Although the exact meaning of rock art may continue to elude us this should be put aside. The most important thing rock art needs is respect from us who are, in effect, its contemporary caretakers. Many people wrongly assume that rock art is useless because we do not understand what it means. Such a belief leads to random acts of vandalism by people who have no idea what they are in contact with. The best we can do is learn as much as possible about it and leave it as it is. Rock Art may hold crucial information about cultures which vanished hundreds of years ago such as the Anasazi and other pre Columbian cultures.
In "Mystery Cave" the pictographs (rock paintings) is on the walls along the alcove. Many sites have rock art carved on isolated boulders, or on the end of a cliff face, thus allowing one to photograph both the rock art and the landscape. This makes the art more part of the land, as if it belonged to the topography.
Light is as important in Rock Art photography as it is in landscape photography. For example, you want to avoid photographing rock art in direct sunlight, especially pictographs, as the direct sun washes out the colors. At "Mystery Cave" we were fortunate that the site was in the shade in the morning. Taking photos of pictographs in the shade makes the colors more brilliant, just like it does with landscapes.
With petroglyphs (rock carvings) a reflector can be used to bounce sunlight onto the carvings to give them a 3 dimensional effect. To this end we use a round, disc-like reflector, either White, aluminum or gold color. These discs come in many diameters but I personally like the 24" model made by Lumiquest I believe. With this implement, when photographing a petroglyph panel in the shade on a sunny day, one looks for a location from where it is possible to catch a ray of sunlight with the reflector and bounce it onto the carvings. Because petroglyphs are carved into the stone from a quarter of an inch to several inches on occasion, the bounced light, which for the best effect should be aimed so it just grazes the carvings, give them a 3D quality making them stand out from the rock. This technique has been developed in part by Ekkehart Malotki who has authored several books on rock art and who is currently working on a new one about the rock art of the 4 corners area. This technique works best with two persons, one photographing and one manning the reflector.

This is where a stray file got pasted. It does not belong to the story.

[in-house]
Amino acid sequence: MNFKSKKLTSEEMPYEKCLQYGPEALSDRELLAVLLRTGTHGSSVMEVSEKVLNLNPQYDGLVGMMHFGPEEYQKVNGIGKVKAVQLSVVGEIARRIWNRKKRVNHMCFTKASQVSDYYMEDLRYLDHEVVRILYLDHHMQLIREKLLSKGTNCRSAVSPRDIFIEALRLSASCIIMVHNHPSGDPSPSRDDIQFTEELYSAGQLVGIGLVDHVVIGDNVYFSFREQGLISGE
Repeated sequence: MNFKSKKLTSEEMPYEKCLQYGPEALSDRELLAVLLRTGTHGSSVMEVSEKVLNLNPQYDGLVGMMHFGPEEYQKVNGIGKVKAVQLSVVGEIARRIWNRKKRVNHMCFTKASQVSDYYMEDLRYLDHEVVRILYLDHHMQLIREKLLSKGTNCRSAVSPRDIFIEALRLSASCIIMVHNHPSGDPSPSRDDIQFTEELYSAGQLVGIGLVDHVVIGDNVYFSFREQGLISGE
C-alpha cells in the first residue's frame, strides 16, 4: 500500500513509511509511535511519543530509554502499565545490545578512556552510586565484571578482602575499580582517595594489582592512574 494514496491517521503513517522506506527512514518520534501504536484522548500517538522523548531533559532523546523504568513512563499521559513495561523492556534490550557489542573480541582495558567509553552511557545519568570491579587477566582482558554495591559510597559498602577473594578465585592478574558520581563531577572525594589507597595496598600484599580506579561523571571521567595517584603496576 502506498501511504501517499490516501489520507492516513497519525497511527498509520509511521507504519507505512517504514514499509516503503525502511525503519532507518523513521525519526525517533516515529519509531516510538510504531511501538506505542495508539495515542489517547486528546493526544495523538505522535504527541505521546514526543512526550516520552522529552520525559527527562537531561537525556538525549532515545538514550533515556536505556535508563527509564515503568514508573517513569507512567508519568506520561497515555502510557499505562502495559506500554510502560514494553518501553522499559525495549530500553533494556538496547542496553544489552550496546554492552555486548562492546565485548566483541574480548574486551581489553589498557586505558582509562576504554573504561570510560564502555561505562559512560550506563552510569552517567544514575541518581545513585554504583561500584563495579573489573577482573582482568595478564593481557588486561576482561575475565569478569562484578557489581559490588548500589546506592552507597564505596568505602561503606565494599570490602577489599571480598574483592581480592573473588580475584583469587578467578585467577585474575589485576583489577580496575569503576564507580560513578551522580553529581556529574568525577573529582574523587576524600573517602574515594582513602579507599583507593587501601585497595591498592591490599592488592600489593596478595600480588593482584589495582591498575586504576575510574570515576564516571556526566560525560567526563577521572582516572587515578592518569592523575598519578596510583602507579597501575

Personally I have seen hundreds of different panels and I neither tire of looking for new ones nor get bored with going back to some I have already seen. I have been fortunate to discover, or rediscover, sites that no white people seemed to know about, deep onto the Navajo reservation, sometimes requiring day-long hikes just to get to the location. I also feel confident that I was the first one to take digital images of some of these panels with the Kodak DCS 560. I have spent untold hours searching for panels along canyon bottoms with or without the reward of discovery at the end of a long day. As Ekkehart Malotki says, when looking for rock art "as long as there is rock there is hope."
Rock Art Books
There aren't a great many books on rock art. One that I've found invaluable in trying to understand what I'm seeing and photographing is A Field Guide to Rock Art Symbols, by Alex Patterson. (The link is to AMAZON.COM). The book also contains a list of major rock art locations, though without detailed specifics.
Another worthwhile volume is Art on the Rocks by Bruce Hucko. ISBN 1-58071-002-6. This is less academic than the former book but contains numerous well done photographs of a variety of different types of art and sites.